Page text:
The Man In Two Pieces – Theatre Upstairs – Review


A Man in Two Pieces written by Gerard Adlum – Review by Frank L.

Theatre Upstairs – 07 April 2015 – 18 April 2015

Kerrigan (Stephen Brennan) is the actor and manager of Kerrigan’s Vaudeville Theatre which has been touring Ireland in 1921, for the previous thirty years. It continues to roll up in rural towns, putting up its big tent and treating the local community to the delights of live theatre and stunts performed by “a strong man” and the like. Kerrigan trades in illusions, the very stuff of theatre; things are however always a little bit different in reality. By the early nineteen twenties Vaudeville Theatre was well into its decline and Kerrigan is in harmony with its bathos. He still believes in the illusions which he pedals but it is becoming more and more difficult to keep the faith particularly if vaudeville was seen by some of the combatants in the civil war as part of the enemy.

The second part is that of Boy (Gerard Adlum) who has the challenging task of playing four different young male characters. Each in his way is a fall guy for Kerrigan who is the master of ceremonies. Throughout Stephen Brennan is in masterful form. He exudes Kerrigan’s confidence in the product he is seeking to pedal, to his various expositions on what drama on the live stage is, to a splendid dance routine all delivered with a confidence which is captivating. This is intensified by the intimacy of the Theatre Upstairs which makes every small gesture and movement so easy to observe. My favourite was a fleeting glance at a river over the wall of a bridge… as Kerrigan looked over the wall the water itself could be glimpsed. However Kerrigan is desperately keeping up appearances as his options diminish. Gerard Adlum as the ubiquitous Boy had in some ways a more difficult role, with four distinct characters and to do so in the shadow of Kerrigan. No easy task but he did it assuredly.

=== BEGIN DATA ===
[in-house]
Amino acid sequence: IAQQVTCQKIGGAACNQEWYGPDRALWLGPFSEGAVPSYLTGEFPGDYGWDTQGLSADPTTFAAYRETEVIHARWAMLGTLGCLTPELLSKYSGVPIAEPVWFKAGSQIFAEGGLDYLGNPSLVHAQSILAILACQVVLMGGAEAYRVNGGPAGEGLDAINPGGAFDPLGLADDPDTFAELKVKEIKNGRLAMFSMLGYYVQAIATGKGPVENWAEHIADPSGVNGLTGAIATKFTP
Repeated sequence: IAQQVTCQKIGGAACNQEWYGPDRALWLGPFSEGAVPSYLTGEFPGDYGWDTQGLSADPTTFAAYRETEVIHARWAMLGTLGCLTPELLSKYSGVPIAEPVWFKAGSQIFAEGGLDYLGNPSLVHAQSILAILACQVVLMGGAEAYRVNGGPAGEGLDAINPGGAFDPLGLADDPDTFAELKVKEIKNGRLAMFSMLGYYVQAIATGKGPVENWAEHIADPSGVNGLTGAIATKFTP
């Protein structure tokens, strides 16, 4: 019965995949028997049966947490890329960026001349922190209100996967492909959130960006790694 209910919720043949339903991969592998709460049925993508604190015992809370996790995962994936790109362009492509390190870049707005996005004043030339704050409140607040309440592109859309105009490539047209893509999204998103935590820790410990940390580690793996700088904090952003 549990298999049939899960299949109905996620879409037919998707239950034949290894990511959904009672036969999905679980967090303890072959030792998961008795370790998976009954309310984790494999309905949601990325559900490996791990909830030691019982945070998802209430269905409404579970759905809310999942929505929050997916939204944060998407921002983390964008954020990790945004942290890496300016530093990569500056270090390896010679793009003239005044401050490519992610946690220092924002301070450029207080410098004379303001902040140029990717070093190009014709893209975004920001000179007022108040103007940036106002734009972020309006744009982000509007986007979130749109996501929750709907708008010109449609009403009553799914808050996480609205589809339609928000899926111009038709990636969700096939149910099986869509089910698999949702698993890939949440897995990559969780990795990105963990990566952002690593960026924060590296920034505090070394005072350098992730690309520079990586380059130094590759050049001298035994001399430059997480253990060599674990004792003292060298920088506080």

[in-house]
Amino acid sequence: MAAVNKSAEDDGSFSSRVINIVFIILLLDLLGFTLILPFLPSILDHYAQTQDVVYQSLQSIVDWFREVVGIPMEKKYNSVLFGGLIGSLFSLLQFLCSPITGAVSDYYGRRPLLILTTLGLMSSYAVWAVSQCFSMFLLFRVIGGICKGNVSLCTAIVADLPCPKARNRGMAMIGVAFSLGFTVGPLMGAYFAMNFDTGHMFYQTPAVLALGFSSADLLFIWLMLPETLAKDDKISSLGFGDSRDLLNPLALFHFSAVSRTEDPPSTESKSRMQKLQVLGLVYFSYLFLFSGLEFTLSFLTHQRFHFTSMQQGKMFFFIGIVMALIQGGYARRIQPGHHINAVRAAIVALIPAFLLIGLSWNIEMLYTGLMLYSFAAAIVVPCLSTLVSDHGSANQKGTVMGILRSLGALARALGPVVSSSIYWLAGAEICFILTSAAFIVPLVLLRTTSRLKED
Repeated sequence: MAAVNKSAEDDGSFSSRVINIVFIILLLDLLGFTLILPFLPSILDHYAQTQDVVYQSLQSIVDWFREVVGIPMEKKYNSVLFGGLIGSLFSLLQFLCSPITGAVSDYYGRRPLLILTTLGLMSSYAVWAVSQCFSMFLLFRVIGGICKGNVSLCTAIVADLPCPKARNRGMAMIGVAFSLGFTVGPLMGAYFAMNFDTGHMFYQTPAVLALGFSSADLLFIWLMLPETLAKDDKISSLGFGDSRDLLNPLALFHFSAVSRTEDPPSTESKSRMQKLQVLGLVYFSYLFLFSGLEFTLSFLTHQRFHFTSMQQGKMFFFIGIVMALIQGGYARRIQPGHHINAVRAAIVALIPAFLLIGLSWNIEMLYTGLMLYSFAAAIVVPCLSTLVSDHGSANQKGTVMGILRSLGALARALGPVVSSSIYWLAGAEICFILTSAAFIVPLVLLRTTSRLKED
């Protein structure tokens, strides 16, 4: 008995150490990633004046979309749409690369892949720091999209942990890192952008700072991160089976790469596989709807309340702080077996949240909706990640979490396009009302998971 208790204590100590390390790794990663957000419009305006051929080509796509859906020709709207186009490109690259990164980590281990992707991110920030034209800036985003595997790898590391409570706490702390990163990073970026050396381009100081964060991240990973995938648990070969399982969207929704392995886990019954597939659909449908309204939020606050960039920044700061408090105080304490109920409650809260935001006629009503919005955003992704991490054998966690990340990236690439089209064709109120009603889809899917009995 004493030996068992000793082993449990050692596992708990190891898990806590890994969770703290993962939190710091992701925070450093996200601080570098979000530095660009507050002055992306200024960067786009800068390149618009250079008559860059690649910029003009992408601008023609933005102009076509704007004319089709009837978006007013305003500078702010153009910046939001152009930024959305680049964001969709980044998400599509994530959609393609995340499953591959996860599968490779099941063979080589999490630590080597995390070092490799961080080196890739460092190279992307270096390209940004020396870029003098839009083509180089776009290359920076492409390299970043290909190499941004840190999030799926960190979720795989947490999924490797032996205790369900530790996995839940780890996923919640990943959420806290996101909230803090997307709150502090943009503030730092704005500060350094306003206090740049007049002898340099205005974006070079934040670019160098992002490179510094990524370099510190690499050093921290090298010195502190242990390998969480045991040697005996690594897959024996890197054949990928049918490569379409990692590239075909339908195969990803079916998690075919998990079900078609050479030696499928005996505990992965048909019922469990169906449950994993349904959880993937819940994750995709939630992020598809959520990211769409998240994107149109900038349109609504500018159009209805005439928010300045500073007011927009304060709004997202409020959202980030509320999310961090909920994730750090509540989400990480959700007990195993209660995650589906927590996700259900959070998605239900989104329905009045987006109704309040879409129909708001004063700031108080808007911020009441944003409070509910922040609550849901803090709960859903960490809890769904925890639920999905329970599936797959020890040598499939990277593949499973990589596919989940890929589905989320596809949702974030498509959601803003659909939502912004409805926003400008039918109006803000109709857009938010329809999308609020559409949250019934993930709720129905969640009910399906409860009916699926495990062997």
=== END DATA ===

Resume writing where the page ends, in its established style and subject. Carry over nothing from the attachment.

Adlum is to be congratulated on creating a text imagining the fate of a theatrical touring company during the civil war and the concomitant grim political “unrest” if that is not too weak a term. In addition he also wrote the two original songs which form part of the play and O’Casey-like they add greatly to the ambience. This well- crafted play illuminates a forgotten world of touring theatre companies and the challenges they faced in a changing social milieu intensified by war. It is timely and it is to be seen.


07 April 2015 – 18 April 2015

7.00PM / Tuesday – Saturday

1.00PM (matinee) / Wednesday + Saturday

Photos by Ste Murray

POST SHOW DISCUSSION with Stephen Brennan, Gerard Adlum and Sarah Finlay after matinee on Saturday, April 11th @ 1.00PM.


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